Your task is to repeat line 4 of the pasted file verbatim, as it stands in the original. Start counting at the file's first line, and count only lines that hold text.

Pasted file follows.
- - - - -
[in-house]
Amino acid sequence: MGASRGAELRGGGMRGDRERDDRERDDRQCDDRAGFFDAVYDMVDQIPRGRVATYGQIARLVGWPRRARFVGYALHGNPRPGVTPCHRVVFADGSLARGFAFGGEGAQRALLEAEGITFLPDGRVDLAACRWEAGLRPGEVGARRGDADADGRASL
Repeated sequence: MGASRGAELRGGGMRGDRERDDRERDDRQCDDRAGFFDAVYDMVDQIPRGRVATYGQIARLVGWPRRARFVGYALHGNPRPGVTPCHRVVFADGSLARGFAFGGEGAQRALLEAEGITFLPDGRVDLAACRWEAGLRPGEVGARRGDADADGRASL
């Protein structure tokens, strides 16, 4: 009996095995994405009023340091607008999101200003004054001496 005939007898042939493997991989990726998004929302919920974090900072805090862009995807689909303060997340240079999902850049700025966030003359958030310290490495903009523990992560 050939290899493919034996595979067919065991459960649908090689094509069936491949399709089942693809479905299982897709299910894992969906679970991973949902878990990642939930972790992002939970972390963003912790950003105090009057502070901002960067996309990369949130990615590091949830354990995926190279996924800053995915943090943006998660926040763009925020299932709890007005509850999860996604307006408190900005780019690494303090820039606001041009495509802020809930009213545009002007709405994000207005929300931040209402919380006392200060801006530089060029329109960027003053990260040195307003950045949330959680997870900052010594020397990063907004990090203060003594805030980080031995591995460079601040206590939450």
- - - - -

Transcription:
């Protein structure tokens, strides 16, 4: 009996095995994405009023340091607008999101200003004054001496 005939007898042939493997991989990726998004929302919920974090900072805090862009995807689909303060997340240079999902850049700025966030003359958030310290490495903009523990992560 050939290899493919034996595979067919065991459960649908090689094509069936491949399709089942693809479905299982897709299910894992969906679970991973949902878990990642939930972790992002939970972390963003912790950003105090009057502070901002960067996309990369949130990615590091949830354990995926190279996924800053995915943090943006998660926040763009925020299932709890007005509850999860996604307006408190900005780019690494303090820039606001041009495509802020809930009213545009002007709405994000207005929300931040209402919380006392200060801006530089060029329109960027003053990260040195307003950045949330959680997870900052010594020397990063907004990090203060003594805030980080031995591995460079601040206590939450």